Carroll County interim Superintendent Charles I. Ecker announced yesterday a reorganization of the school system's administrative staff, a move that he said will improve the continuity of education throughout a student's 13 years of schooling.
"I believe in a K to 12 curriculum and I don't think we have that right now," Ecker said yesterday. "There's a disconnect between elementary and secondary [education] and I think we need to get it together, line it up and try to get a continuous, coordinated curriculum."
Some of Ecker's shuffling of the instructional side of the central office amounts to rolling back changes made by former Superintendent William H. Hyde, who was appointed to a four-year term in July 1998 but quit last summer to take a job in Montana.
Ecker will hire a director of elementary schools - a position that Hyde eliminated after he was appointed - and he will reassign the four employees left in Hyde's much-debated continuous improvement unit.
Ecker had converted three vacancies from that team into six teaching positions, and revoked five directorships awarded to elementary supervisors by Hyde before he left - a personnel change blamed for low staff morale and complaints of cronyism.
The schools chief also will hire a director of quality assurance, a new $70,000-a-year post that will report directly to him and help make the school system more efficient and effective. He described the post as "a little broader" than the internal auditor position recommended by the firm that is working on the school system's performance audit and the grand jury that investigated possible mismanagement of the schools.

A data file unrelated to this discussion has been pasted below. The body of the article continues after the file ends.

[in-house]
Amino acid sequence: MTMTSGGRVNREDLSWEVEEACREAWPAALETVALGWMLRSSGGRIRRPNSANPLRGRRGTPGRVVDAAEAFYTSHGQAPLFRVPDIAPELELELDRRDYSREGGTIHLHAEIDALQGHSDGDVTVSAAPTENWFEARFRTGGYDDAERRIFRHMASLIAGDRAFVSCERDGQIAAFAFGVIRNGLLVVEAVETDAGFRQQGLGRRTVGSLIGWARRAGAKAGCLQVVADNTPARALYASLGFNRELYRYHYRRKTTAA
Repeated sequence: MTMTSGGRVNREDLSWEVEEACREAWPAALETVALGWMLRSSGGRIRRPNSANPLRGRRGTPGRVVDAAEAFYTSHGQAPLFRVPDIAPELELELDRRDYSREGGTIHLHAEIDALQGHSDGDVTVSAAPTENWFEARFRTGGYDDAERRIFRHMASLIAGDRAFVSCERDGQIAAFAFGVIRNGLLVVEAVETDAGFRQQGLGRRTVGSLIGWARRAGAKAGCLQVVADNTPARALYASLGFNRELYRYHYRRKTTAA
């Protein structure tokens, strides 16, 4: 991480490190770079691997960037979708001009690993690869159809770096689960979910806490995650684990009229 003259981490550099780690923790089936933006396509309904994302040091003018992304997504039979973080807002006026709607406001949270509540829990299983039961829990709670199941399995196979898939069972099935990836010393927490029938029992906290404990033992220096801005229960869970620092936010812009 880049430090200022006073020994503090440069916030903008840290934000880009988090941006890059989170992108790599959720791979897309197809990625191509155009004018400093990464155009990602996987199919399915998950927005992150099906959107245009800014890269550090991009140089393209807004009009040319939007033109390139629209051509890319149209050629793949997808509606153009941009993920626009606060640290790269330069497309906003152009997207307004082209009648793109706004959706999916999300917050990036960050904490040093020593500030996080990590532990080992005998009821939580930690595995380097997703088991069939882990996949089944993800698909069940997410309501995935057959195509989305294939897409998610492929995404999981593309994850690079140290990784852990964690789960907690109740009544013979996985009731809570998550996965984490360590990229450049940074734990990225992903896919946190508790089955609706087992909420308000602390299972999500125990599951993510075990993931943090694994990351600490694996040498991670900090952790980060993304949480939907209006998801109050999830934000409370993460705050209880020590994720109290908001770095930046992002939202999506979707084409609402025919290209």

Yesterday's announcement should quiet speculation among school employees, who have been theorizing for weeks about what major changes Ecker might unveil. Recent announcements that both assistant superintendents will retire June 30 have fueled the scuttlebutt.
"I was expecting people to be named" to new appointments, said Cindy Cummings, president of the local teachers union, "but so far nothing has happened. People were buzzing [Wednesday] trying to anticipate what was coming."
Ecker acknowledged the guesswork yesterday, saying, "I know there are a lot of rumors out there about who's going to get this job or that job, but we need to advertise those positions."
He characterized the personnel changes as a realignment of the instructional side of the central office. The departments on the administrative side were not affected.
"It's my way of trying to get an organization that will be able to deliver instruction in the classroom easier. ... These seem minor but to the people involved they are major." Teachers can expect more help and more mentorship opportunities, Ecker said. Staff development will be organized under one director instead of three departments. Students eventually will experience a streamlined curriculum in which coursework naturally flows from elementary to middle to high schools.
Cummings, of the Carroll County Education Association, said the changes will likely be welcome to teachers.
"I agree with him that the supervisors should be there to mentor teachers - new teachers and teachers who are struggling and need help," she said. "That's one of the reasons young people leave the teaching field - because they don't receive the support they need. The first year of teaching can be like throwing someone in shark-infested waters on their own and without any life jackets.
"Not that kids are like sharks," she added, "but your first year can be pretty sink-or-swim."